In the garage door business, as with most service industries, your work truck is your mobile warehouse and office. The truck must be outfitted, to the best of your ability, for all possible situations that you might run into on a job. Running to get parts gets to be very expensive in terms of gas and time, not to mention it being a hassle for the customer to have to reschedule their time for you to come back to the job site. Unfortunately, it is impossible to carry literally everything on any work truck, but having more than the basics is what separates the amateurs from the pros.
Choosing The Right Truck
The first step is to choose the right truck. Given the large volumes of parts carried around by a well stocked garage door repairman, it must inherently be a very large truck, capable of handling great weights!
For my business I chose a GMC Sierra 3500, long bed, crew cab, with a 6.6 liter Duramax diesel engine! This combination of requirements made it a difficult truck to find! The people that have these trucks tend to hold onto them. When they do go up for sale, they disappear in a hurry! These trucks are built with the intent that they will be loaded down and worked hard. As a result, in the used market, you often find some pretty rough looking and running vehicles. I looked for quite some time to find a truck that appeared to have been taken care of!
Next, a garage door truck must be able to handle very long, heavy door sections, track, torsion tubes and struts. It must also be able to carry an assortment of ladders, ranging in size from five feet to extension ladders that can reach 24 feet in the air. In order to carry these materials a good work truck needs a very heavy duty ladder rack. After many years in the business, I chose to have my rack custom made to my specifications. I chose Colmin-X Racks, based in Denver, to make the rack. I walked in with a very specific design of what I wanted the rack to look like. Less than a week later they had it built perfectly to my specifications! Highly recommended!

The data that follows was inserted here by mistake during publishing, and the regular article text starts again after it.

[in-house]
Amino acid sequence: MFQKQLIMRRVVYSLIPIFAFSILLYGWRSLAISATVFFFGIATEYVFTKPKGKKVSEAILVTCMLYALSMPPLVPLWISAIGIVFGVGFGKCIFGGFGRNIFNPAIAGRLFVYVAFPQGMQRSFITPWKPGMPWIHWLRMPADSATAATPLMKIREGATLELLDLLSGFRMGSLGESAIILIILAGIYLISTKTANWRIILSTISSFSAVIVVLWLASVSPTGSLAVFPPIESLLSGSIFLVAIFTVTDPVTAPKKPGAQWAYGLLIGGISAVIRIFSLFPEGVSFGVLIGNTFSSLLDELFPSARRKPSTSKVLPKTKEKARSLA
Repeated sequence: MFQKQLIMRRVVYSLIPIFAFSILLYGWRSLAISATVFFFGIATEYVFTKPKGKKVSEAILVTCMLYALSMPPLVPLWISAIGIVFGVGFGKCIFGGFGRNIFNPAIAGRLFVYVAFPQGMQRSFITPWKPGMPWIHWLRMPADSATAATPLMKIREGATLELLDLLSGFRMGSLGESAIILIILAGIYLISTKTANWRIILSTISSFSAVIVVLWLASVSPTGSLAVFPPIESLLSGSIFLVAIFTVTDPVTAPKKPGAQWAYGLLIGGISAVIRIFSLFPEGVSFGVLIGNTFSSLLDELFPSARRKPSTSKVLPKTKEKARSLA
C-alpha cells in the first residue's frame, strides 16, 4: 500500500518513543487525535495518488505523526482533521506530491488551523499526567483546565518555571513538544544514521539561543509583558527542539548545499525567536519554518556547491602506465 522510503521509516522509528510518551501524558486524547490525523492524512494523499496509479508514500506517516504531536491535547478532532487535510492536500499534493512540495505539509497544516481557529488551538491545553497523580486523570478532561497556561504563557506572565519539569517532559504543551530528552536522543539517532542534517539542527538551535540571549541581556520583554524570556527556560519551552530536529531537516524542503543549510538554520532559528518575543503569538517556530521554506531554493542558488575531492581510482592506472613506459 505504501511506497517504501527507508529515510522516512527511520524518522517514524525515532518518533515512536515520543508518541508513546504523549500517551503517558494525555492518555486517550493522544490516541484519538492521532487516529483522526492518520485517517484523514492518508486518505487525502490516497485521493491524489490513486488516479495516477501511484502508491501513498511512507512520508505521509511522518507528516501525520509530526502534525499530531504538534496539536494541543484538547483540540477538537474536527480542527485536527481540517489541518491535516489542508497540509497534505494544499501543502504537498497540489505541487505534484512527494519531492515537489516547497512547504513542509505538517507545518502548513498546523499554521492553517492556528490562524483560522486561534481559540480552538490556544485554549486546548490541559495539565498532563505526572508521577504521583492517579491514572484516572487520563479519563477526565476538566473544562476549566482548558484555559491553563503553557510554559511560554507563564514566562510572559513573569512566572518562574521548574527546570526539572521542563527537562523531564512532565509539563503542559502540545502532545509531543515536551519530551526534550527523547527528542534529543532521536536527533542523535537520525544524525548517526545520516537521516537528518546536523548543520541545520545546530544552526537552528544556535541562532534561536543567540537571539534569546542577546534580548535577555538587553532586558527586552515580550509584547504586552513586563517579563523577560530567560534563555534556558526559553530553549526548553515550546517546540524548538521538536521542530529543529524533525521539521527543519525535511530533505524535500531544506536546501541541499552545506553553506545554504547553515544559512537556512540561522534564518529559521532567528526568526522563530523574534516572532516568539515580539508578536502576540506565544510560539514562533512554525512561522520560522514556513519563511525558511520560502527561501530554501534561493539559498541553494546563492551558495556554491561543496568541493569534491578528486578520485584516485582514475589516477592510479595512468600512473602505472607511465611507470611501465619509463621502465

Next comes the process of stocking a garage door truck. There are many different brands of garage doors and openers and unfortunately parts for those brands are sometimes not interchangeable. I have learned over the years to save the rarer parts. Many companies throw those parts in the trash, a tremendous waste in my opinion. On my vehicle I carry a variety of both used and new parts. Typically the used parts will be supplied at very low to no cost to the customer. Since they are used, I have a bit of a hard time justifying charging much for them. My saving of parts has very often enabled me to repair older doors and openers, rather than having to replace them. This is a savings for the customer. I do try my best to evaluate and explain the cost of repair compared to the cost of replacement. Some doors and openers are simply not worth investing money in.
Every garage door truck requires an assortment of both torsion springs and extension springs. Garage doors have a wide range of sizes and weights. It is not possible to carry enough springs to cover all types and sizes of doors. In particular, owners of very heavy wood sided doors and pretty much all commercial size doors should be aware that a tech will always have to come out to measure your springs, then order them, go get them, then return to change them out. A stock of about thirty springs is sufficient enough to cover the majority of residential doors and openers.
In addition to springs and a reasonable assortment of door parts, the truck usually has several sets of track. One set of low headroom track, and one set of 12″ radius track. I carry these sets of track everywhere, just in case I run into a situation where an opener or door will not fit due to low ceilings.
I also carry spare struts and tubes for up to eighteen foot wide doors. Sometimes doors will need an additional strut added to add some strength back to the door after having been hit by a car. Sometimes I run across Wayne Dalton doors with broken springs inside a torquemaster spring line. Those require a spare tube to change the door to a standard torsion spring system. As a side note, I strongly recommend against buying Wayne Dalton products! All these parts are necessary to allow me to give the customer prompt and efficient same day service!
I also typically carry at least two Liftmaster 8365 chain drive machines on the truck. Unfortunately, by the time an opener has reached the point that a customer will call a professional about it, the opener has often gone past the point of being financially responsible to repair, rather than replace.
Well, that is how you build the perfect garage door service truck! Now all it needs is some doors and openers on it! Give me a call at 970-820-0218 or shoot me an email. With this truck, and my expertise, no job is too difficult! Thank You.